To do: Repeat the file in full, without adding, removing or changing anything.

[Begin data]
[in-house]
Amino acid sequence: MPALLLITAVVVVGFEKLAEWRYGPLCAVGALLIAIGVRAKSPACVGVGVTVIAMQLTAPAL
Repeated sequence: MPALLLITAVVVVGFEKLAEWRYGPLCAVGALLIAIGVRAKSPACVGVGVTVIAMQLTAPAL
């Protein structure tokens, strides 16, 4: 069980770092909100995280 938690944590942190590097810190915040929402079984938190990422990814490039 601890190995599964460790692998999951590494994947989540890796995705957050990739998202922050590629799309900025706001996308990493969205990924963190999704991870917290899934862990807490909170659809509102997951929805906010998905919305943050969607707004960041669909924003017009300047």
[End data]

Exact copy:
[in-house]
Amino acid sequence: MPALLLITAVVVVGFEKLAEWRYGPLCAVGALLIAIGVRAKSPACVGVGVTVIAMQLTAPAL
Repeated sequence: MPALLLITAVVVVGFEKLAEWRYGPLCAVGALLIAIGVRAKSPACVGVGVTVIAMQLTAPAL
């Protein structure tokens, strides 16, 4: 069980770092909100995280 938690944590942190590097810190915040929402079984938190990422990814490039 601890190995599964460790692998999951590494994947989540890796995705957050990739998202922050590629799309900025706001996308990493969205990924963190999704991870917290899934862990807490909170659809509102997951929805906010998905919305943050969607707004960041669909924003017009300047």